By Dustin Cabeal
Since I’ve been reviewing comics, Dynamite has always been a strange publisher to review. Overall, there’s no consistency to their product which makes them hard to compare to other publishers. Perhaps being all over is what works for them. It’s how they can produce titles that I find dreadful, but then also produce something like Myopia that I love. At the end of the day, though, it’s hard for me to say “Oh man, I hope they make more books like Myopia” because I know they won’t. I don’t know what they’ll do next… probably more Smosh or some shit.
Myopia’s first page is awkward and so on the nose with the info that it gives that it’s arguably the worst page in the story. Which is great. It meant that it couldn’t get any worse and in fact improved with each subsequent page. While I dislike that first page, I’m glad it happened because the story would have played out differently if not for its clunkiness.
The story is set in the future. Everyone has contact lenses that do what Google Glass was supposed to, but a little on the verge of Minority Report as well. We meet two men that are best friends and partners. One of them doesn’t trust technology 100% even though it seems like he made a large portion of the contact lenses work. There’s some shadiness going on with his partner and eventually he gets whacked. But not before putting a program in place in the contact lens system.
Flash forward two years and we meet a dude with a streak of white in his hair which confuses people, especially a homeless man that is later taken away and scream “trashing the planet” or something else from Hackers. The dude, James Chase, sees the bum get kidnapped, but can’t help him, so he goes to his interview at the place his friend worked at which was the murdered dude.
Now I’m being very light and easy with the synopsis, but the reality of it is that this is a damn fine story. Yes, there are a lot of familiar themes, corruption, a best friend dating the dead dude’s wife and more that I won’t bore you with. Myopia is a complete package, though. It introduces all of the key players to the story in the first issue. It doesn’t bog the story down by making all of them talk and shout out exposition. It’s paced wonderfully so that we get enough of the catalyst for the entire story, while also seeing enough of the status quo for the rest of the book. Writer Richard Dent’s world building is amazing, and none of it rushed. He uses the story to tell you everything you need to know about this futuristic story instead of requiring a page of prose to get the job done.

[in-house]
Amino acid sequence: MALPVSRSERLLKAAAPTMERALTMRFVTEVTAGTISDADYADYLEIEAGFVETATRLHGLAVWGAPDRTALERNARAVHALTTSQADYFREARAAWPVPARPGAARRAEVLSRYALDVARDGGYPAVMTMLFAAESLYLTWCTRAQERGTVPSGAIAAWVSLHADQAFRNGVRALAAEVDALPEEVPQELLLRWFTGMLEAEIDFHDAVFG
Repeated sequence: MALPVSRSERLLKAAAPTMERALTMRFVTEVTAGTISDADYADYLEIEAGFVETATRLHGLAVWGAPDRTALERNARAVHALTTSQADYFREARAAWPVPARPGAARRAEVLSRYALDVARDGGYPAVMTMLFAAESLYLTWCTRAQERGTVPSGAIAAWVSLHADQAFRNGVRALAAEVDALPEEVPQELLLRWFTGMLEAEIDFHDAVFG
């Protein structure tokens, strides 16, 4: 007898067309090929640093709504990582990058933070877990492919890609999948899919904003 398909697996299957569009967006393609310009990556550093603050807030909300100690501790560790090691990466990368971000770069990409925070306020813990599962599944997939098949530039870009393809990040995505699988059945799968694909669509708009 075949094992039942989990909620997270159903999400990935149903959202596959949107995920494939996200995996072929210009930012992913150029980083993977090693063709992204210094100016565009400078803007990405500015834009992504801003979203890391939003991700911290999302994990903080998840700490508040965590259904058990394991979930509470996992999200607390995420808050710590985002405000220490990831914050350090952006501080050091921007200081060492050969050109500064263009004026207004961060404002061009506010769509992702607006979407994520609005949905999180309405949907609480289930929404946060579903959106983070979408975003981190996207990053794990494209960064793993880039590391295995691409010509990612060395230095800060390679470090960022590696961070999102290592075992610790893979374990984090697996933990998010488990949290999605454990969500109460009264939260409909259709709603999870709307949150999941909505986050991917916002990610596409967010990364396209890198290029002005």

The visuals are the thing that set this book apart from any other Dynamite title. They look nothing like anything I’ve seen from Dynamite. Not in the pencil work from Patrick Kerkenkotter, nor in the coloring from Mohan. Together these two build a believable futuristic world. It’s one that’s not so different from ours, just with slightly newer tech. I believed it because when everyone’s is building their futuristic buildings no one considers the cost of such things. It’s why the rich would rather slap a fresh coat on something than to rebuild it. That’s what this world looked like. It wasn’t steampunk, but rather us taking a big step forward, but not losing sight of the fact that new technology doesn’t change the costs of living or the function of business. The visuals are sharp and photo-realistic. There’s a little inconsistency on faces here and there, but nothing terrible. The design of the world stuck with me after I was done reading it.
I forgot this was a Dynamite title by the time I was done. Then I remembered that it was an indie Kickstarter book first that they picked up to publish. Which hey, good for the creative team, but damn is this way better than anything Dynamite is doing in house. If you like sci-fi, but you’re tired of Phillip K Dick’s future, then check out Myopia this week.
Writer: Richard Dent
Artist: Patrick Kerkenkotter
Publisher: Dynamite Entertainment